With the new Boston City Council term officially underway as of Wednesday, At-Large Councilor, Transportation Committee chair, and Rossident Michelle Wu has made good on her statement late last year to start the discussion on collecting a user fee for something that is currently given away — on-street residential parking permits. Universal Hub has a short summary of Michelle’s council-approved request to hold a hearing on the concept soon: “Time to start charging for Boston parking permits, some councilors say.” Many issues will be in the mix, including how much to charge, whether to limit the number of permits, and how to deal with visitors and critical home care providers. As the discussion gets going and the hearing date nears, we’ll look to make this space a place for discussion of the intersecting policy and community issues at stake. While WalkUP Roslindale’s steering group hasn’t yet formulated an official policy on the issue, I can personally state for the record my complete support for implementing a user fee plan with details tbd this year. The time has come. – Matt Lawlor
We were thrilled to see the City of Boston and MBTA test out a trial run of a dedicated bus lane on Washington Street inbound this morning. WalkUP has strongly advocated for the City to implement this bus lane concept along the very congested Roslindale Village-to-Forest Hills corridor. Reports were universally positive — to get some flavor of the community reaction, check out our Twitter feed for dozens of retweets of reactions and photos. We’ve also include a gallery of photos below.
Members of the WalkUP Steering Committee were out and about along the route to inform riders of this lane and explain the process behind it. The City plans to test this dedicated lane again next Tuesday, December 19, during the morning commute. Dedicated bus lanes are proven methods for significantly improving bus commute times and encouraging more people to take public transportation. During the morning and evening rush hour, almost 60% of all travelers on Washington St are riding a bus –these riders need a faster way to reach their destinations and go to-and-from the main subway line at Forest Hills. And if the bus lane operates as successfully as it appeared to do, many more are likely to switch to the bus to save time, thus even further increasing the percentage of travelers on mass transit.
We should note that we are also very pleased to hear from cyclists who used this dedicated lane today of the ease of their commute and lack of any bus-bike conflict. There was some concern going into the test about this issue, but at least today’s data points suggest the cycling experience will be much improved rather than diminished. We will continue to monitor the cyclist experience in this dedicated lane and believe it can be a boon for bike riders in addition to bus riders.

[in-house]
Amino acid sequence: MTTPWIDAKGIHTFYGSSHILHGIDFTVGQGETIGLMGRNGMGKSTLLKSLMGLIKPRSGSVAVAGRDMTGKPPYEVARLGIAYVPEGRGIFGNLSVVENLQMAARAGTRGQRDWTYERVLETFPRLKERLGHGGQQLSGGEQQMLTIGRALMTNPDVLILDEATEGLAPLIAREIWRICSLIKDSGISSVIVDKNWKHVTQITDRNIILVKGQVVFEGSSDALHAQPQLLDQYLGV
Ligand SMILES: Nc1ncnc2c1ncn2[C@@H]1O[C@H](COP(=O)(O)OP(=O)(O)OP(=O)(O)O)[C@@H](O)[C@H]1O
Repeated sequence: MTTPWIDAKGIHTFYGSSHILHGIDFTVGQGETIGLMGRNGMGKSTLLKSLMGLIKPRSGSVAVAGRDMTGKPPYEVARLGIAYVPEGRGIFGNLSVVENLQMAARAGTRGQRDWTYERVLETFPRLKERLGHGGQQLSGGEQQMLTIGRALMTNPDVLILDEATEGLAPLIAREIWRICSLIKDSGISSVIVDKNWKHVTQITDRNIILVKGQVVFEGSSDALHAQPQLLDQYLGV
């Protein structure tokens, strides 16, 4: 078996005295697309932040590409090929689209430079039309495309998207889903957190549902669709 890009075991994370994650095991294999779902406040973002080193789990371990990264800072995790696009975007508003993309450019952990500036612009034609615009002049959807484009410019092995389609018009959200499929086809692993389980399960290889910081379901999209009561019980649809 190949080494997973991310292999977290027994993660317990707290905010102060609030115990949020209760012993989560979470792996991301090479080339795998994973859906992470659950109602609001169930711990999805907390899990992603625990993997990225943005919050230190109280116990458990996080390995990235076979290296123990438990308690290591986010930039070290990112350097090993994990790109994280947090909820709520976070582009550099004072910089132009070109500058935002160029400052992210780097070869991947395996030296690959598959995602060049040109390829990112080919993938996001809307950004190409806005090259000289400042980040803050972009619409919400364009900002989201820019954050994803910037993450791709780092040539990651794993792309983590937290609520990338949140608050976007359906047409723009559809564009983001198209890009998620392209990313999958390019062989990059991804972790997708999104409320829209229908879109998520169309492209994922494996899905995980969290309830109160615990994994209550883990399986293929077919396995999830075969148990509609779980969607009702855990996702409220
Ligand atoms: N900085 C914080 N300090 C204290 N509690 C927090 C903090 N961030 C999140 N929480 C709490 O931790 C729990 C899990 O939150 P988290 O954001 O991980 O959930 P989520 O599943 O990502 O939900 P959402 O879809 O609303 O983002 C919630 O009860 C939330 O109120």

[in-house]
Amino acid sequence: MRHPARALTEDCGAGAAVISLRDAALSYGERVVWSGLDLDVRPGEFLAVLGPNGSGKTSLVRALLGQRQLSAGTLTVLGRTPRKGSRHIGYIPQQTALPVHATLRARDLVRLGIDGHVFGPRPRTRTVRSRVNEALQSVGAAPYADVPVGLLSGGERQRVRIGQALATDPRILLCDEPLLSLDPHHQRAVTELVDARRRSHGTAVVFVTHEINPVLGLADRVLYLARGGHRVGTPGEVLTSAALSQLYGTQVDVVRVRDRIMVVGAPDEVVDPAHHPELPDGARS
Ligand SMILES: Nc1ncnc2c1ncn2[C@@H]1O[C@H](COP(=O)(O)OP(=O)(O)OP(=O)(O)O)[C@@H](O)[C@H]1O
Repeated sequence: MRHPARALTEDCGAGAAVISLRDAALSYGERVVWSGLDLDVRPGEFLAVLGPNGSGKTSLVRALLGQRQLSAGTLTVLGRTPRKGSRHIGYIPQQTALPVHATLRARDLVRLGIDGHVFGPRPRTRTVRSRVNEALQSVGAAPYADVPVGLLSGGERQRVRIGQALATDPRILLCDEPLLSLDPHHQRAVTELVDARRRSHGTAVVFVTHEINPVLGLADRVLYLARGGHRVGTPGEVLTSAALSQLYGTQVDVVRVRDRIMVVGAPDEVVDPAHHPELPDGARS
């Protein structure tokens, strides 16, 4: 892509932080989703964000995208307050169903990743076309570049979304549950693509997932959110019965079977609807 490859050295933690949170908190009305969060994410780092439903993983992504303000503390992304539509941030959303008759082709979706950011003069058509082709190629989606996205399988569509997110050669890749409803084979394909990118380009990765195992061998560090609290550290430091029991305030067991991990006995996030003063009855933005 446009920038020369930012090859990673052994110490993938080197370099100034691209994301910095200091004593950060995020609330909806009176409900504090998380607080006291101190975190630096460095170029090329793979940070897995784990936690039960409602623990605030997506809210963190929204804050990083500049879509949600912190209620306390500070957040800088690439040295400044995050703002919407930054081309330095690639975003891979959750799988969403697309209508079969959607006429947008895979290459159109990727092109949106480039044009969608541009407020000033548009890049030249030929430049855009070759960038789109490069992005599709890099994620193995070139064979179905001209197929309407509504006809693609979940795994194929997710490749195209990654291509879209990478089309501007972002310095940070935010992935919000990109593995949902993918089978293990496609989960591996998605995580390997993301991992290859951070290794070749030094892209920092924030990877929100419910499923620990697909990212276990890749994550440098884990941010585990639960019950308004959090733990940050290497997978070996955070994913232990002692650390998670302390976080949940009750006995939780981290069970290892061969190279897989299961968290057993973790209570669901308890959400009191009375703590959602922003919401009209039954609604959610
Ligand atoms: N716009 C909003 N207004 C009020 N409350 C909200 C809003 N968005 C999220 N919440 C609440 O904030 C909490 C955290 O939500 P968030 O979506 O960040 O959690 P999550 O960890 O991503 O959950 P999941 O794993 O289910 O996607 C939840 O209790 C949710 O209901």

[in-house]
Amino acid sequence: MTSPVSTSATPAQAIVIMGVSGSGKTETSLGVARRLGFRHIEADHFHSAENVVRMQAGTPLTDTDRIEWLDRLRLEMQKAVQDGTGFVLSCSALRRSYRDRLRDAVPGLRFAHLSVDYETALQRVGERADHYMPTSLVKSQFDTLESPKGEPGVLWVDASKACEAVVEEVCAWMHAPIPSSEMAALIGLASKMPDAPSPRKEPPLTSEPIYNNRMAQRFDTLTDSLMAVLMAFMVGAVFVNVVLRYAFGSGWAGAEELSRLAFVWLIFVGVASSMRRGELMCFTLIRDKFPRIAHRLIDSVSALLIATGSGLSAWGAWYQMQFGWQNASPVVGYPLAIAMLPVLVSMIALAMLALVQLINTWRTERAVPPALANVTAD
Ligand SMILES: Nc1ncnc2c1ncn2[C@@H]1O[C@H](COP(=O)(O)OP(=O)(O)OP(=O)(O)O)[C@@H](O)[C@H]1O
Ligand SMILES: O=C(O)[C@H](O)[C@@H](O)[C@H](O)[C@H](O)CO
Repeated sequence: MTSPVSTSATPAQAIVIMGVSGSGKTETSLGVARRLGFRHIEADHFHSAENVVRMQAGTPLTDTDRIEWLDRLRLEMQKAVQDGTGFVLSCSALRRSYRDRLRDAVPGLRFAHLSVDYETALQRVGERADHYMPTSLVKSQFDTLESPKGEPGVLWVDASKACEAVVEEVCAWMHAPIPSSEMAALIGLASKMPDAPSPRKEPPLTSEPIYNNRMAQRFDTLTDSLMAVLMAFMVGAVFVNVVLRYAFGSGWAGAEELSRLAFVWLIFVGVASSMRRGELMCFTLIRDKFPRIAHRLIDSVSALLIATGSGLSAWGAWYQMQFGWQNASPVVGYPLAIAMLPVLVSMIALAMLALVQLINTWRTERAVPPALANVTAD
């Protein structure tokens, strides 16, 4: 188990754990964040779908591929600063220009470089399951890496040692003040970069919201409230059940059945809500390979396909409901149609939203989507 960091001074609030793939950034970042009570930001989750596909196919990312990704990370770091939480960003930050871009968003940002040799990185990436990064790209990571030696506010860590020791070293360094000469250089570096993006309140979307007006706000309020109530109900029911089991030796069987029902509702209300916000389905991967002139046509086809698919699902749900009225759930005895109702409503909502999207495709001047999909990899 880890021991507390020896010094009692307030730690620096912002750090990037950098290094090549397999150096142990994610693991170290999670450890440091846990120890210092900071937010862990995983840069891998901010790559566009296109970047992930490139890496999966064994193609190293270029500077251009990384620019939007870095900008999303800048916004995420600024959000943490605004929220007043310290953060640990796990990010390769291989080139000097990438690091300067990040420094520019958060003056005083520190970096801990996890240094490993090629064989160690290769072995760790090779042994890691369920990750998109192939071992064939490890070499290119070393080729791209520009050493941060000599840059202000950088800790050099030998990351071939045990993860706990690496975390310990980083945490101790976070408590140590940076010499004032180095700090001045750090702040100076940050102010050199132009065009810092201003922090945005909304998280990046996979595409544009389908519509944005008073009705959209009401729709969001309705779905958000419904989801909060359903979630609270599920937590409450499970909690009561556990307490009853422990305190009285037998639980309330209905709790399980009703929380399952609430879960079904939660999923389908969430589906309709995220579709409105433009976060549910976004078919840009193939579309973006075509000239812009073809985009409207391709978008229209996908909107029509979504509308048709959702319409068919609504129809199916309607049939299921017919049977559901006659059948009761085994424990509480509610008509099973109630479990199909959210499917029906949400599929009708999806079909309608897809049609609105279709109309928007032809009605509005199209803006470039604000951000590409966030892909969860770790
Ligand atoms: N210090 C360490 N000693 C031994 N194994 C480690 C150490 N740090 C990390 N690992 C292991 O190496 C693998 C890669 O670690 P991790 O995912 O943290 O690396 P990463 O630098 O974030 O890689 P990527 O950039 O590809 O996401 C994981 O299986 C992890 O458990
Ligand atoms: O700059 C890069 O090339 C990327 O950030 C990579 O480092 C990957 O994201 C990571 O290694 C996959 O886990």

WalkUP will continue its strong advocacy to the City of Boston to implement a full multi-week pilot of this dedicated bus lane in 2018 to fully gauge its effectiveness and effects. The full pilot should consist of a dedicated lane inbound to Forest Hills in the morning and a dedicated lane outbound to Roslindale Village in the evening. We’d really like to make this happen as soon as possible–tomorrow is not too soon!
Please contact Mayor Walsh, City Councilor Tim McCarthy, and our At-Large City Councilors (Annissa Essaibi-George, Michael Flaherty, Ayanna Pressley, Michelle Wu) to express your support for this dedicated bus lane and request a full multi-week pilot as soon as possible in 2018. You can also respond to this tweet from BTD or email them at firstname.lastname@example.org. It is very important that our city officials hear from us on this. We appreciate their willingness to test this out and want them to know many Roslindale residents support this concept!
We look forward to seeing this dedicated bus lane in action again next Tuesday!
First, a reminder that the City is hosting a bike share workshop tonight, October 26, 2017, at 6pm-8pm at the Roslindale Community Center. Details:
Our public bike share system is getting bigger and even better! In Boston, we are adding more than 70 new stations over the next two years.
We need your help finding great places in Roslindale for bike share stations! We will focus on Roslindale and nearby neighborhoods during the workshop. We will have materials available so that you can discuss all neighborhoods under consideration for the expansion.
You do not need to be a resident of Roslindale to attend this workshop.
Second, City Councilor-at-Large (and Candidate) Michelle Wu is hosting a Get Out the Vote Green Transportation Rally this Saturday, October 28, 2017, at 2pm, starting near the Stony Brook MBTA stop on the Orange Line. Details:
Join us at 2pm on Saturday 10/28 for our GOTV Green Transportation Rally! Join climate justice advocates, safe streets champions, healthy community activists, and supporters as we celebrate the accomplishments of the last four years, and share our ideas for improvements we can make in the future. Halloween costumes and bicycles encouraged.